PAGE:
International teaching

Publicerat den 3 maj 2019

I detta inlägg får du läsa om CJ Bradleys resa från att ha varit biträdande rektor på en skola i Australien till att ta rollen som rektor på en skola i Vietnam...

Approximately, 12 months ago my journey begun on becoming an international school principal. I had been working for a good school in Australia and was looking for something different. I had worked hard with my career and made many sacrifices to ensure I could progress into leadership so was reluctant to take any risks.

An opportunity came up in Vietnam. After speaking with my prospective employer it began to make more sense that this was the right decision. Although I did change my mind in my head a few times, the positives were adding up. The decision was made and my life became instantly chaotic, getting documents ready, trying to sell my house, selling possessions, preparing for removalists and researching my new school. As the deadline grew nearer things became even more frantic and it was a mix of hesitation and not having a choice to back out but to embrace the change.

I remember the first few days were filled with sensory overload. A packed induction program, bikes and traffic, busy markets, a range of foods to try, and a language barrier to overcome. I was able to find accommodation quickly and establish some roots and began to invest into my new school community.

Every school is different. But my current school was a welcomed surprise, finding motivated students committed to learning, skilled teachers from all over the world, a team of hardworking local staff, and a positive parent group, who spend time at the school conversing with staff and each other while their children play before and after school. Most classes finish at 3:30pm and while we have some additional classes and clubs for students to participate in a large number of the students will stay till 5:00pm. There is a real sense of community and the school is the hub for creating this.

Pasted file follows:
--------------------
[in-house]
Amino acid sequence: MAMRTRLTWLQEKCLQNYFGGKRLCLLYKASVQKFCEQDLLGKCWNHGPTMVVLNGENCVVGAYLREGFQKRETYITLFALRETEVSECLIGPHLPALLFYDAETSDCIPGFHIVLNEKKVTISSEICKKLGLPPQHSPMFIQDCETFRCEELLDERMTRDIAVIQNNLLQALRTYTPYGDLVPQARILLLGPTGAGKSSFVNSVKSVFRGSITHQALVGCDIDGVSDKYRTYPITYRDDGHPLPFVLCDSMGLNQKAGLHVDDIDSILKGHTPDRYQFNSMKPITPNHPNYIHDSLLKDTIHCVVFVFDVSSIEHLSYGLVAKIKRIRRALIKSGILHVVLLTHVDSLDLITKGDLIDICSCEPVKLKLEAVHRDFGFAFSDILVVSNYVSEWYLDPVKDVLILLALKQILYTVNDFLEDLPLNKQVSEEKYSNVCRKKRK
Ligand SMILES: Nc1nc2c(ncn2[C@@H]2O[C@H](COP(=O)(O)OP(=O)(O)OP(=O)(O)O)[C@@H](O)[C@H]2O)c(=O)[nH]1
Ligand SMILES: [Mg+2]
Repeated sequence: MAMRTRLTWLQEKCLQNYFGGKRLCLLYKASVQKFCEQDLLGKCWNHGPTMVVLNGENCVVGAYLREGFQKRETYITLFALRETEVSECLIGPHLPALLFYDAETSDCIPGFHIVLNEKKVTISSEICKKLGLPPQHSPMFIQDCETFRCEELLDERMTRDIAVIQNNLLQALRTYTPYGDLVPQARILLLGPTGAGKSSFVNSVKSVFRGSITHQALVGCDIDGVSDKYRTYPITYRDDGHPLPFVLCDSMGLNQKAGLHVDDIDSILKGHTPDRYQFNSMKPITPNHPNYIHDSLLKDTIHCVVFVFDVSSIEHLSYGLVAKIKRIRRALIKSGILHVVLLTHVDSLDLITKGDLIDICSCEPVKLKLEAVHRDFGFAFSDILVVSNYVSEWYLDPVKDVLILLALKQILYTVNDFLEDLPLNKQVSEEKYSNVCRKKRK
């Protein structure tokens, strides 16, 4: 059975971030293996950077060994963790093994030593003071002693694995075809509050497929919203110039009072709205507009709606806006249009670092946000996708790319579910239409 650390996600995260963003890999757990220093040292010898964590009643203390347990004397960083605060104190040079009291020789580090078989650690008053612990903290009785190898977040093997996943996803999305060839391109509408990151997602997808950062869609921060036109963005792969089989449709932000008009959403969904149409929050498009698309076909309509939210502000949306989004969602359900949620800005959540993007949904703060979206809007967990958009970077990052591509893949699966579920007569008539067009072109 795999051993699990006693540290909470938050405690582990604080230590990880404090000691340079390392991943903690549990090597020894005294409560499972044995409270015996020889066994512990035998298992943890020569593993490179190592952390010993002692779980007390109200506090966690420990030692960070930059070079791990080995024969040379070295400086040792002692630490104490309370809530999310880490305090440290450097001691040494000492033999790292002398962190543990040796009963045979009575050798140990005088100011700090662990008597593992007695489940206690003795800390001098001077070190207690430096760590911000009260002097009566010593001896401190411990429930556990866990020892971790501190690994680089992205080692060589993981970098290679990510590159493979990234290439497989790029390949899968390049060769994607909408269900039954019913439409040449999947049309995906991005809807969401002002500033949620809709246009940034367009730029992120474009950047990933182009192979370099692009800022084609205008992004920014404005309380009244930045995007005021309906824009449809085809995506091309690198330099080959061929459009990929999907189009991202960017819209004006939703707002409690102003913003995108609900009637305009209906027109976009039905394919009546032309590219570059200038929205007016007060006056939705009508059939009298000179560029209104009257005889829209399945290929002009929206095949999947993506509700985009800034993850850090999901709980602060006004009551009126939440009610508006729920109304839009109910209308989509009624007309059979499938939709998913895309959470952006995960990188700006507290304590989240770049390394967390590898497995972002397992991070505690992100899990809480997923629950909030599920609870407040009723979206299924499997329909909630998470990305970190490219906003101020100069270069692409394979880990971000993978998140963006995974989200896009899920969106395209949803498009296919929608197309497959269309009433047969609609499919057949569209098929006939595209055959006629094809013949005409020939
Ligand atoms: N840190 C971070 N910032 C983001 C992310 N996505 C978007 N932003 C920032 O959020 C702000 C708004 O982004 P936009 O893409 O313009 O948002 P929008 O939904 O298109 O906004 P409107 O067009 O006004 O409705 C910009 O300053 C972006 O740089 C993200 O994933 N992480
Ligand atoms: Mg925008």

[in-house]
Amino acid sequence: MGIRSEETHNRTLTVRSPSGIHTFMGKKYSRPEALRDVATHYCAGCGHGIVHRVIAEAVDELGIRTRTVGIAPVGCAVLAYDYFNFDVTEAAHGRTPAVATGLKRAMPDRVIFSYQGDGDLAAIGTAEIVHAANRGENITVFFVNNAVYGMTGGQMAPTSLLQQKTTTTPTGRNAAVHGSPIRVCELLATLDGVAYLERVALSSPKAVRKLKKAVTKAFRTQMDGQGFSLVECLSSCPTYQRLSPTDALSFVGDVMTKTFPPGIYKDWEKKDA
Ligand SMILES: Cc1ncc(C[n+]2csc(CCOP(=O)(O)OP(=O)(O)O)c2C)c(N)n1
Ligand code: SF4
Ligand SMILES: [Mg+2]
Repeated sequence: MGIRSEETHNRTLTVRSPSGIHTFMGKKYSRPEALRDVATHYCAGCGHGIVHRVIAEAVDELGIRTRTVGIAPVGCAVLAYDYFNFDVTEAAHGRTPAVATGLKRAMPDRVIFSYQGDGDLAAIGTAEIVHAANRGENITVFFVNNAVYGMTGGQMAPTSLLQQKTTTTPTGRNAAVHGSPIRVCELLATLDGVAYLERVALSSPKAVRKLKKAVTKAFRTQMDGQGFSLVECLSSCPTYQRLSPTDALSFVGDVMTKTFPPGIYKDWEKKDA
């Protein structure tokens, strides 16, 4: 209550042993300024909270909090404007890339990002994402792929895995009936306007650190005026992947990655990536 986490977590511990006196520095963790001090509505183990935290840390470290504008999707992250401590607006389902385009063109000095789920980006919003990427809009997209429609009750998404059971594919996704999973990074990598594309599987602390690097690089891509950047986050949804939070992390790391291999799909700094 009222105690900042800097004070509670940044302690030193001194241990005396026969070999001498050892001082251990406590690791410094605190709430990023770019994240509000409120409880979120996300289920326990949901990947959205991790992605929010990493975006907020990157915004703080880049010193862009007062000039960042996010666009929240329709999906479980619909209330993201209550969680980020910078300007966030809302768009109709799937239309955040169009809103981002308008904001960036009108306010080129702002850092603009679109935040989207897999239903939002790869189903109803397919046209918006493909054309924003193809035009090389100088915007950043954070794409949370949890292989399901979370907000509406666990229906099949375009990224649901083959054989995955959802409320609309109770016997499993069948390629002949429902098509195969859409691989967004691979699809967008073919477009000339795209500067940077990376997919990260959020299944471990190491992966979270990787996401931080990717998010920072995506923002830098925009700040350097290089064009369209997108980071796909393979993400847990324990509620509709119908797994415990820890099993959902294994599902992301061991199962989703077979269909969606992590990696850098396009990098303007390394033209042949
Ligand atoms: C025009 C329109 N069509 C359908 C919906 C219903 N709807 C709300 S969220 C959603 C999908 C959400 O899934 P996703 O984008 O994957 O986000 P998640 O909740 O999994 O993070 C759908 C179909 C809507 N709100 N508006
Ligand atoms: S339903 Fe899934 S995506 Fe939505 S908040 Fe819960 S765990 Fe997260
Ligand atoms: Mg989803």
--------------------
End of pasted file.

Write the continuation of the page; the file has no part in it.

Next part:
The lifestyle of International teaching staff in Vietnam is a privileged one. With most staff travelling both locally and Internationally on holidays. Most teachers would eat out most nights of the week and can find good food for less than $5 US a day. The dollar goes a long way here.

Being away from home you look for a little familiarity. I was very fortunate I was able to recruit two friends who are teachers from Australia. I connect with other expat staff and watch Australian Football and other sports in the bars of Saigon.

I look back and think what I have achieved in a year. I have learned a whole new curriculum, using the Singapore curriculum for primary and the Cambridge IGCSE for secondary. We also cater for an Integrated program for local Vietnamese students. Some things are the same regardless of the context, quality teaching is the best way to increase student achievement.

Sometimes the biggest risks bring the greatest rewards. I am now a committed International School leader. I would encourage others to seek out and be open to the right opportunities. I would like to end by encouraging others to share their talents on the International stage and quote Shakespeare, ‘be patient for the world is broad and wide’.

Om skribenten:

Hello fellow Educators, My name is CJ Bradley and I am a passionate educator who works in Vietnam. My background is that I have worked as a Teacher, Guidance Counsellor, School Principal. I am currently working as an international school Principal.

CJ Bradley

CJ Bradley